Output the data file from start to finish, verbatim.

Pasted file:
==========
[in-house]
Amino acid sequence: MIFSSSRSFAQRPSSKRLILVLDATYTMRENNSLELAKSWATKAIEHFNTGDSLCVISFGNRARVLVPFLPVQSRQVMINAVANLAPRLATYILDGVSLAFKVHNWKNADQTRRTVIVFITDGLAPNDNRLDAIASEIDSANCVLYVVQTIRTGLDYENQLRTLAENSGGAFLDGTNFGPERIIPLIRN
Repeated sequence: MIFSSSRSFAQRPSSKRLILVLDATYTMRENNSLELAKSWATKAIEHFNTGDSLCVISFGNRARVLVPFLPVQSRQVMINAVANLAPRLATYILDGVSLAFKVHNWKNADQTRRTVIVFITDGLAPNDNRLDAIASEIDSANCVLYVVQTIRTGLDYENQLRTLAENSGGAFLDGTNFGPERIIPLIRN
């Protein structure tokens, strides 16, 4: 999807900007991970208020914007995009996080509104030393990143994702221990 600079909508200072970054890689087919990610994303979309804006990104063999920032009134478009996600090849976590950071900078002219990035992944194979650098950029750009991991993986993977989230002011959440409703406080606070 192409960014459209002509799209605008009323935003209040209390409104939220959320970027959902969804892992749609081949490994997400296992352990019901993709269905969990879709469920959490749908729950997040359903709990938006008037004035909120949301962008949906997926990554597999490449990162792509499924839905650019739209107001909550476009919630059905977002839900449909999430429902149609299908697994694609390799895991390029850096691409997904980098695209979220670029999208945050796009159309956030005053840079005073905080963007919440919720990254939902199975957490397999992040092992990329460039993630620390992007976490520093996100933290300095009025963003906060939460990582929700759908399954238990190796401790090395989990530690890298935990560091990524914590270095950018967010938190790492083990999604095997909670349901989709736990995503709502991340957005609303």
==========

[in-house]
Amino acid sequence: MIFSSSRSFAQRPSSKRLILVLDATYTMRENNSLELAKSWATKAIEHFNTGDSLCVISFGNRARVLVPFLPVQSRQVMINAVANLAPRLATYILDGVSLAFKVHNWKNADQTRRTVIVFITDGLAPNDNRLDAIASEIDSANCVLYVVQTIRTGLDYENQLRTLAENSGGAFLDGTNFGPERIIPLIRN
Repeated sequence: MIFSSSRSFAQRPSSKRLILVLDATYTMRENNSLELAKSWATKAIEHFNTGDSLCVISFGNRARVLVPFLPVQSRQVMINAVANLAPRLATYILDGVSLAFKVHNWKNADQTRRTVIVFITDGLAPNDNRLDAIASEIDSANCVLYVVQTIRTGLDYENQLRTLAENSGGAFLDGTNFGPERIIPLIRN
């Protein structure tokens, strides 16, 4: 999807900007991970208020914007995009996080509104030393990143994702221990 600079909508200072970054890689087919990610994303979309804006990104063999920032009134478009996600090849976590950071900078002219990035992944194979650098950029750009991991993986993977989230002011959440409703406080606070 192409960014459209002509799209605008009323935003209040209390409104939220959320970027959902969804892992749609081949490994997400296992352990019901993709269905969990879709469920959490749908729950997040359903709990938006008037004035909120949301962008949906997926990554597999490449990162792509499924839905650019739209107001909550476009919630059905977002839900449909999430429902149609299908697994694609390799895991390029850096691409997904980098695209979220670029999208945050796009159309956030005053840079005073905080963007919440919720990254939902199975957490397999992040092992990329460039993630620390992007976490520093996100933290300095009025963003906060939460990582929700759908399954238990190796401790090395989990530690890298935990560091990524914590270095950018967010938190790492083990999604095997909670349901989709736990995503709502991340957005609303």